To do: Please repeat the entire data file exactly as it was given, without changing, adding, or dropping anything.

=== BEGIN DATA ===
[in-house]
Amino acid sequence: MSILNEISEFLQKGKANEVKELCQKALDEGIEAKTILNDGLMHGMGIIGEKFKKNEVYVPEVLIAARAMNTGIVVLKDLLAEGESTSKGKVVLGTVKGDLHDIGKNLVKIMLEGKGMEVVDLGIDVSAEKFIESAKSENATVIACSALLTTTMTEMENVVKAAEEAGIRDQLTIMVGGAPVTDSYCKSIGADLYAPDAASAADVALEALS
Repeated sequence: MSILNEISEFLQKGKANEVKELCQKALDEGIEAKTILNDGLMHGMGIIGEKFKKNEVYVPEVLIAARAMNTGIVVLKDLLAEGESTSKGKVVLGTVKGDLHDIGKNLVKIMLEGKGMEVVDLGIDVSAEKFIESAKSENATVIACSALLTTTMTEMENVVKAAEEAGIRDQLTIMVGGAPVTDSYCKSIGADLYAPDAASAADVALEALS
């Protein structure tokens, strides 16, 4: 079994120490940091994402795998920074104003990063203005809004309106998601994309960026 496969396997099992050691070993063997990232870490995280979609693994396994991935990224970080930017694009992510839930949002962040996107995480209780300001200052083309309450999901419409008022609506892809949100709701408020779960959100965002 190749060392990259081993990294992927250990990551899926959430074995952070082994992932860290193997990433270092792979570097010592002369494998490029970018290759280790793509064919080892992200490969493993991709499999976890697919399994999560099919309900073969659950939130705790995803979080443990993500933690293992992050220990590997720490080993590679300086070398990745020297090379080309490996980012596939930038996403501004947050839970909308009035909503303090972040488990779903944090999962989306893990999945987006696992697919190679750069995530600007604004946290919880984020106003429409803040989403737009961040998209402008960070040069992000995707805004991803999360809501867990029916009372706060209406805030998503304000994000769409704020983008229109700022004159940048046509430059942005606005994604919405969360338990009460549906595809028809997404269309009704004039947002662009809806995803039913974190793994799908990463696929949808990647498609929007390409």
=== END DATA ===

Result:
[in-house]
Amino acid sequence: MSILNEISEFLQKGKANEVKELCQKALDEGIEAKTILNDGLMHGMGIIGEKFKKNEVYVPEVLIAARAMNTGIVVLKDLLAEGESTSKGKVVLGTVKGDLHDIGKNLVKIMLEGKGMEVVDLGIDVSAEKFIESAKSENATVIACSALLTTTMTEMENVVKAAEEAGIRDQLTIMVGGAPVTDSYCKSIGADLYAPDAASAADVALEALS
Repeated sequence: MSILNEISEFLQKGKANEVKELCQKALDEGIEAKTILNDGLMHGMGIIGEKFKKNEVYVPEVLIAARAMNTGIVVLKDLLAEGESTSKGKVVLGTVKGDLHDIGKNLVKIMLEGKGMEVVDLGIDVSAEKFIESAKSENATVIACSALLTTTMTEMENVVKAAEEAGIRDQLTIMVGGAPVTDSYCKSIGADLYAPDAASAADVALEALS
């Protein structure tokens, strides 16, 4: 079994120490940091994402795998920074104003990063203005809004309106998601994309960026 496969396997099992050691070993063997990232870490995280979609693994396994991935990224970080930017694009992510839930949002962040996107995480209780300001200052083309309450999901419409008022609506892809949100709701408020779960959100965002 190749060392990259081993990294992927250990990551899926959430074995952070082994992932860290193997990433270092792979570097010592002369494998490029970018290759280790793509064919080892992200490969493993991709499999976890697919399994999560099919309900073969659950939130705790995803979080443990993500933690293992992050220990590997720490080993590679300086070398990745020297090379080309490996980012596939930038996403501004947050839970909308009035909503303090972040488990779903944090999962989306893990999945987006696992697919190679750069995530600007604004946290919880984020106003429409803040989403737009961040998209402008960070040069992000995707805004991803999360809501867990029916009372706060209406805030998503304000994000769409704020983008229109700022004159940048046509430059942005606005994604919405969360338990009460549906595809028809997404269309009704004039947002662009809806995803039913974190793994799908990463696929949808990647498609929007390409």